I'm convinced that a nondual approach to spirituality values BOTH traditional organized AND non-traditional religious systems. Because of our all-too-human habit of resorting to black-and-white thinking, we tend to take an either/or approach. In our present spiritual milieu, this is especially true with those who've been hurt by organized religion and then end up swinging to the other extreme and embracing only non-traditional approaches.
Many people reject traditional or organized religion either because they believe all spiritual labels are unnecessarily confining, or because they are convinced that institutional traditions are unredeemably oppressive. However, like a salad in which I can savor each unique type of vegetable, I find distinctions and labels - terms like "Buddhist," "Lakota," "Christian," "Hindu," "Navajo" or "Sufi" - to be liberating and enriching.
These labels are liberating because they bring humility when, especially in dialogue with others, we realize that we have only a PERSPECTIVE on the Absolute, and not the Absolute Itself. This in turn empowers others to decide whether or not they want to adopt our particular filter on the Absolute or choose a different one. There is nothing more dangerous than a person who claims he or she has no perspective or filter on the Truth. Once the filters are made conscious, however, it is amazing to see how each tradition actually contributes something fresh to all of the others, and vice versa.
Something I've never quite understood is the fact that many people despise traditional organized religion because they've been exposed to its shadow side. To me, this seems like picking up an orange, seeing only rind, and then throwing the whole thing away. It would be much smarter to actually peel off the rind and eat the sweet fruit. But for some reason, many people never even get to the fruit. Our fundamentalistic culture often seems to lack the ability to sift through a tradition's spiritual teachings, retaining some while simultaneously laying aside others.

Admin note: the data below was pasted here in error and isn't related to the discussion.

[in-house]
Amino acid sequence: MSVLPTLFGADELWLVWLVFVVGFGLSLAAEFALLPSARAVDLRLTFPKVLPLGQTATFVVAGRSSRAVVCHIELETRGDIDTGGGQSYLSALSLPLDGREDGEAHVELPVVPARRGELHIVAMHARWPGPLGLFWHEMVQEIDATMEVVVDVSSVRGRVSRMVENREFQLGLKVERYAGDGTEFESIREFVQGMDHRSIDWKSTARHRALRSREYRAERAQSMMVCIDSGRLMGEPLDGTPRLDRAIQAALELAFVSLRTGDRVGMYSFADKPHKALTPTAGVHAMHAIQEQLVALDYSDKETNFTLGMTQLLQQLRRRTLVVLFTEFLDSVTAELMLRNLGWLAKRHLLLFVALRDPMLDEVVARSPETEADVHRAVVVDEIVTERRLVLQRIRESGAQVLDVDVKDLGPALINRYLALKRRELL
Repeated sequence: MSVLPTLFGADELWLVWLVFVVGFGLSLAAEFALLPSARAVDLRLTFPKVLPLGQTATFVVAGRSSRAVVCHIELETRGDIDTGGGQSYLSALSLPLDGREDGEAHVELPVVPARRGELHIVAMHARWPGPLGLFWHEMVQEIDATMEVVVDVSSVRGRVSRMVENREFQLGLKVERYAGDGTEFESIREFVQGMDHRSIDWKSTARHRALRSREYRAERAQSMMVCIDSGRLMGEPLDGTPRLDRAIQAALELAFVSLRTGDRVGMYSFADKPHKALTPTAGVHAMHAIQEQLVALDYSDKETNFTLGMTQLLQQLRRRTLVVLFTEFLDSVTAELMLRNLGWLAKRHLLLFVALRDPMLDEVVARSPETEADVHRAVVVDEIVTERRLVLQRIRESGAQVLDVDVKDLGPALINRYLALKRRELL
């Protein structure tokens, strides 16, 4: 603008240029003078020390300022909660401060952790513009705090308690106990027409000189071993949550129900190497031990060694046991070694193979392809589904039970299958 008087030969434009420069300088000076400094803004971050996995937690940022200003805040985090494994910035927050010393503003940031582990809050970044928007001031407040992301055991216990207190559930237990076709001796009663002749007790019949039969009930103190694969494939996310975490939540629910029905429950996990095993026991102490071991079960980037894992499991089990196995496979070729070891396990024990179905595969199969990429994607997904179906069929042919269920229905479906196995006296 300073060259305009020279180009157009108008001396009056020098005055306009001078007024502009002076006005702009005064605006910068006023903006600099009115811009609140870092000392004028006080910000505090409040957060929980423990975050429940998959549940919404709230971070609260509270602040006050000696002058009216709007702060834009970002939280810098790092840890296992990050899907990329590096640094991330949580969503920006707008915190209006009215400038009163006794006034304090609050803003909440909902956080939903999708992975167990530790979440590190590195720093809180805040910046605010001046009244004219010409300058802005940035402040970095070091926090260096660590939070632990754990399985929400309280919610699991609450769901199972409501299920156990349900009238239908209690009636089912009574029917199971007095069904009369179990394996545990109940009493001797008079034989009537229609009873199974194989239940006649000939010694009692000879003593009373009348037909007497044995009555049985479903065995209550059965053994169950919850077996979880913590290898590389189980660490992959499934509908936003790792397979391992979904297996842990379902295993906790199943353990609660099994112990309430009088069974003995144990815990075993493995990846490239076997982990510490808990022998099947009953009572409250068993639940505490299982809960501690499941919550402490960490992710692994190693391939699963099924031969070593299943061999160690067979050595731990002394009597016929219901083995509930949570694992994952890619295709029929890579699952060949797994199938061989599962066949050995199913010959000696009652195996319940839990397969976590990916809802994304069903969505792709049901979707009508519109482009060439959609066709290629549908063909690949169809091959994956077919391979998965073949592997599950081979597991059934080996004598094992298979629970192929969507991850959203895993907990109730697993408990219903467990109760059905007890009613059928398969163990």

On the other hand, I very much appreciate - and actually prefer - a non-institutional approach to spirituality. Here, the traditional labels don't quite work because the various insights of each tradition have a habit of shapeshifting into one another when we least expect. Thus, for example, the spaciousness of Buddhism, the warmth of Christianity and the groundedness of Indigenous spirituality all combine together in an utterly unique fashion that cannot be circumscribed in words but which CAN be experienced in meditation.
My calling to develop a Wilderness Mysticism is one such non-traditional approach that I value very highly. Here, wild spaces are something like a scripture in which new and revolutionary insights can come to birth. Accordingly, I've developed a whole set of wilderness meditation practices that elicit a sense of awe and wonder at the mystery, magic and magnificence of the cosmos. In this regard, only a non-institutional approach can offer us the freedom to help co-create our own unique spiritual journey and practices, without worrying about whether or not we are conforming to an accepted and pre-existing model. Here, clothing and bumper stickers proclaiming that "Nature is My Religion, and the Earth is My Church" are quite apropos.
As usual, I'm a both/and kind of person, enjoying the advantages of both traditional and non-traditional spiritual paths.
Photo: Rosy Paintbrush, Maroon Bells - Snowmass Wilderness, CO
For Spiritual Direction or Workshops, please visit: http://www.resourcesforspiritualgrowth.com/
Stephen Hatch, M.A. is a spiritual teacher and photographer from Fort Collins, Colorado. His approach is contemplative, inter-spiritual, and Earth-based.